Forging steel is a metal-working process which involves the use of hammering or pressing techniques to alter the steel’s shape, followed by heat treatment. This method produces in the steel a number of properties which distinguish it from other treatments of this metal, for example casting, where liquid metal is poured into a mold and then left to solidify.
Strong and Durable
Steel forgings have a generally higher strength and are typically tougher than steel processed in other fashions. The steel is less likely to shatter on contact with other objects for example, making forged steel highly suitable for items such as swords. This increased strength and durability is a result of the way in which the steel is forced into shape — by pressing or by hammering — during the forging process. The steel’s grain is stretched by this process, and ends up aligned in one direction, as opposed to being random. Following the pressing or hammering, the forging is cooled in water or oil. By the end of the process, the steel is stronger than it would have been had it been cast, for example.
A steel forging’s strength isn’t consistent all the way through; instead, steel forgings are anisotropic, which means when the metal is worked on and deformation occurs, the steel’s strength is greatest in the direction of the resulting grain flow. This results in steel forgings which are strongest along their longitudinal axis, while in other directions, the forging will be weaker. This differs from steel castings, which are isotropic and therefore have almost identical properties in all directions.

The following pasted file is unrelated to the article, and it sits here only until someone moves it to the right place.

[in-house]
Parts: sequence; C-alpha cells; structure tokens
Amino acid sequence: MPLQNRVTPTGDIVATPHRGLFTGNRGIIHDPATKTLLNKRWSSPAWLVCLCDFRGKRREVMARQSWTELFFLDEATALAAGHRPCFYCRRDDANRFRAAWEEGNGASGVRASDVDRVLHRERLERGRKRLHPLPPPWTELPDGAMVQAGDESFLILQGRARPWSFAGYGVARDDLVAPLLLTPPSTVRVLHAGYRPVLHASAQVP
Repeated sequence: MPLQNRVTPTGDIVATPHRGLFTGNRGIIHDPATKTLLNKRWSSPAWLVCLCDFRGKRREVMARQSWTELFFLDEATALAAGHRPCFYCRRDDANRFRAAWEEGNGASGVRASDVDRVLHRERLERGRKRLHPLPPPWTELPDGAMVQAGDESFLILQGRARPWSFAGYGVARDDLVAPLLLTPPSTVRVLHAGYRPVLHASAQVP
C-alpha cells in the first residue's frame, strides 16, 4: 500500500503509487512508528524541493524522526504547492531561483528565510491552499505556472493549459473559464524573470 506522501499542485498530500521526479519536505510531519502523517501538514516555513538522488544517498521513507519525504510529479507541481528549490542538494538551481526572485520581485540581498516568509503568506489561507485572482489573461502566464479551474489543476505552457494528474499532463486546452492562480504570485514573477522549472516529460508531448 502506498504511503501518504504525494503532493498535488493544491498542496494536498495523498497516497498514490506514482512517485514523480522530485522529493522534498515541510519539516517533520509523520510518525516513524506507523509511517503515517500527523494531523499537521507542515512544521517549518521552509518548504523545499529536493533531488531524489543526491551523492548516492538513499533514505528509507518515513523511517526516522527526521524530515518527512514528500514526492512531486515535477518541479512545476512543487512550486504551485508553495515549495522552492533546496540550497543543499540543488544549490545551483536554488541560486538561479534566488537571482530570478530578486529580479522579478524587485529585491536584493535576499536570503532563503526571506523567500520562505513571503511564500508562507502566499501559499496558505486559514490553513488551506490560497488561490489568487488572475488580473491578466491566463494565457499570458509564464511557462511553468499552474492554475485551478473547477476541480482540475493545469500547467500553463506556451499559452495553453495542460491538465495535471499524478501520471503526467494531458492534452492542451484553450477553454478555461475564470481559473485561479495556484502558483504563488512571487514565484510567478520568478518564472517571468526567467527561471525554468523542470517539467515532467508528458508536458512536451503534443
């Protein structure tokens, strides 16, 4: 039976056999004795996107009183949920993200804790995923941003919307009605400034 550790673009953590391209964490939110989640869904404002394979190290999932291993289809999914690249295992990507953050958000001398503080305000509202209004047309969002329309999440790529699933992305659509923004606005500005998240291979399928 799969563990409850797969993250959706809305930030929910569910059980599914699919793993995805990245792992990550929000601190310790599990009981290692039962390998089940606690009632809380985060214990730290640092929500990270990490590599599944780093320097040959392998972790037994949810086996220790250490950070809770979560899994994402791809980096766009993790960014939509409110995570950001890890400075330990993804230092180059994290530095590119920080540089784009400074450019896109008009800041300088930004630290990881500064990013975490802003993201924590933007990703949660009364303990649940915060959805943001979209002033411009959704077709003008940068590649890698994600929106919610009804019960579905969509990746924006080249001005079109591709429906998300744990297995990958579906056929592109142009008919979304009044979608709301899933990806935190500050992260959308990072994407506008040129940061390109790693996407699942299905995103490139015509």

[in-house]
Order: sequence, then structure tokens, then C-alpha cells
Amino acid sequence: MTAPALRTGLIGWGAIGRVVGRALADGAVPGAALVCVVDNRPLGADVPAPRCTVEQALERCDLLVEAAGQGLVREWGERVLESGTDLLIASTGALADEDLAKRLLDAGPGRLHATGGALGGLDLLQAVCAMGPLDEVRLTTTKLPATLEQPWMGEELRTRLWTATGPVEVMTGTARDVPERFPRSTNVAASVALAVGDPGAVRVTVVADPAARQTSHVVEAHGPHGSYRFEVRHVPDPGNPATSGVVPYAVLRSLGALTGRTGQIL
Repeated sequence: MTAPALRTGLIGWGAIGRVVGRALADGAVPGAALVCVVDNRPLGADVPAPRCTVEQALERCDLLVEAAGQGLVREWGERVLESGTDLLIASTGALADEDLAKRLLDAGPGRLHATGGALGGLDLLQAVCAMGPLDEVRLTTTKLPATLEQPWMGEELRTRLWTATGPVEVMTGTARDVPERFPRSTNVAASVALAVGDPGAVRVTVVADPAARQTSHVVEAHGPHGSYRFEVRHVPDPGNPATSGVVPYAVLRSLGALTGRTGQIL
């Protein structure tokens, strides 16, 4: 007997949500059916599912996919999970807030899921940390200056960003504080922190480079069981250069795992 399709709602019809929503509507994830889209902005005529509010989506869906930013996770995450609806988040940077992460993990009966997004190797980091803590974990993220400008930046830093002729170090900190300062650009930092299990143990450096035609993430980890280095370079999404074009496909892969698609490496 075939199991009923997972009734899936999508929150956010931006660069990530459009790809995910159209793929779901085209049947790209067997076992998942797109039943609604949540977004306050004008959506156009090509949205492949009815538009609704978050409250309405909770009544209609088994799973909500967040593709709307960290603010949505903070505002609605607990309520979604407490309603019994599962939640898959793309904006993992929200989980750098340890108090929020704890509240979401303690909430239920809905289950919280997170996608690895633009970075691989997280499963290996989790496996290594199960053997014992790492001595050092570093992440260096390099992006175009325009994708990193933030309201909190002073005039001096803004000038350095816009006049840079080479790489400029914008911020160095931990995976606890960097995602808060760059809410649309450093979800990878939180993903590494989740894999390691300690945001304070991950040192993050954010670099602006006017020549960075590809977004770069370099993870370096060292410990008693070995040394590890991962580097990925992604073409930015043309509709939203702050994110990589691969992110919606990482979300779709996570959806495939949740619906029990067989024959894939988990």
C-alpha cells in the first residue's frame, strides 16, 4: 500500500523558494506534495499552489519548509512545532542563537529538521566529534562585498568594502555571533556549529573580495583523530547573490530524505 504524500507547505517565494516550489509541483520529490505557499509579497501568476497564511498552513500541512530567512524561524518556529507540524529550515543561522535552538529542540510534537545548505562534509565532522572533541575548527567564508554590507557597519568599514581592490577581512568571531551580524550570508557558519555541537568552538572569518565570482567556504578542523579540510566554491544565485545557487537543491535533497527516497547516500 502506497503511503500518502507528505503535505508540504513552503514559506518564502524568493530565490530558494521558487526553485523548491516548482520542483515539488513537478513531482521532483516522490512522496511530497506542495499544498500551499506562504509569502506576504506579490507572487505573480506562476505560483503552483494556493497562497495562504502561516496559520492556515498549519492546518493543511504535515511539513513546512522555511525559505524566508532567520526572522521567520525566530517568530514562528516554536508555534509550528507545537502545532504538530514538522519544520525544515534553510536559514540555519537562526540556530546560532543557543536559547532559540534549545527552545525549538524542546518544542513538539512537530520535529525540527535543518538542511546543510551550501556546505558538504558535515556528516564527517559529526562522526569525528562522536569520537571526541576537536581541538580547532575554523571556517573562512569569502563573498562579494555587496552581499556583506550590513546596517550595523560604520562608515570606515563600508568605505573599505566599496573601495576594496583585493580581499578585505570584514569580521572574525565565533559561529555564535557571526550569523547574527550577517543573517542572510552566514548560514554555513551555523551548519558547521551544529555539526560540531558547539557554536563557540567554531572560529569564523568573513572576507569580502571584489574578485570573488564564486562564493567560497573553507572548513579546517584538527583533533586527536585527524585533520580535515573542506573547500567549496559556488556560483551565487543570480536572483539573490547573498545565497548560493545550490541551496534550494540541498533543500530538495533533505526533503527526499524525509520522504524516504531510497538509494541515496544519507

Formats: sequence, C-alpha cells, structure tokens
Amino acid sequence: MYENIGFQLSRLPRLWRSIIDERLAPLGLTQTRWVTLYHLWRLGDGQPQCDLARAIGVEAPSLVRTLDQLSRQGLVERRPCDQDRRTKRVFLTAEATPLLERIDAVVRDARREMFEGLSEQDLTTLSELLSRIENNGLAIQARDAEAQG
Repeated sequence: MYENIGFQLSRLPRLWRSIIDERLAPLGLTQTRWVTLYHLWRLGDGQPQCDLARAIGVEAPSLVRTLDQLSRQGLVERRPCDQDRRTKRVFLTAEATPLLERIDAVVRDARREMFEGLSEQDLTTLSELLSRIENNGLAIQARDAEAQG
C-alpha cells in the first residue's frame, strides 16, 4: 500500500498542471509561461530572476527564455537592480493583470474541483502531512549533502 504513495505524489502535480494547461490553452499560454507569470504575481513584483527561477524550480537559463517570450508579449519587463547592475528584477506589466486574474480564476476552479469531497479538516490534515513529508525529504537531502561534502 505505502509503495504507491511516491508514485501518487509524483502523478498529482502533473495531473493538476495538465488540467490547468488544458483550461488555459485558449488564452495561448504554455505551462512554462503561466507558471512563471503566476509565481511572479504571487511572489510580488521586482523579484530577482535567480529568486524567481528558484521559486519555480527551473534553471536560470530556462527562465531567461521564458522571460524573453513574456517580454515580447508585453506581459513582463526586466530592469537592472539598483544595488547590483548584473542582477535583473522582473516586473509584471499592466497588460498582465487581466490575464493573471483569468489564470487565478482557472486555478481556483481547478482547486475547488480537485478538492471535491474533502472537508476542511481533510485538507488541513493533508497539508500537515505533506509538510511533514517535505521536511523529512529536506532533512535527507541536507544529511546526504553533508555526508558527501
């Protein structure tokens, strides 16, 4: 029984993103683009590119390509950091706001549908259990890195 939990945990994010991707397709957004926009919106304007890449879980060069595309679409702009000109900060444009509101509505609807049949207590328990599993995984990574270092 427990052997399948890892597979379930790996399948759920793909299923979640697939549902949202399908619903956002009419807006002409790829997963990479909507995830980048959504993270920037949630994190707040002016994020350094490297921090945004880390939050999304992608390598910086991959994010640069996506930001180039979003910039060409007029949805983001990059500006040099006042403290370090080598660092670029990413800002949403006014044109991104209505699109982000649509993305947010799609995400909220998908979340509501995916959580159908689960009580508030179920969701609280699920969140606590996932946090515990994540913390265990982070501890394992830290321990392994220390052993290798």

Consistency Between Forgings
Since the process of forging is controlled and deliberate, with each forging undergoing the same steps, it’s typically possible to ensure a consistent material over the course of many different forgings. This is in contrast to cast steel, which is more random in nature due to the processes used.
Limit On Size
During the forging process, it’s more difficult to shape the metal, since forging occurs while the steel is still solid, unlike in casting where the metal has been reduced to its liquid form as part of the process. Since the metallurgist working with the steel will have more difficulty altering the metal’s shape, there’s a limit on the size and the thickness of the steel which can be successfully forged. The larger the metal section being worked on, the harder it is to forge.
About the Author
Simon Fuller has been a freelance writer since 2008. His work has appeared in "Record Collector," "OPEN" and the online publication, brand-e. Fuller has a Bachelor of Arts in English literature from the University of Reading and a postgraduate diploma from the London School of Journalism.
sword image by Albert Lozano from Fotolia.com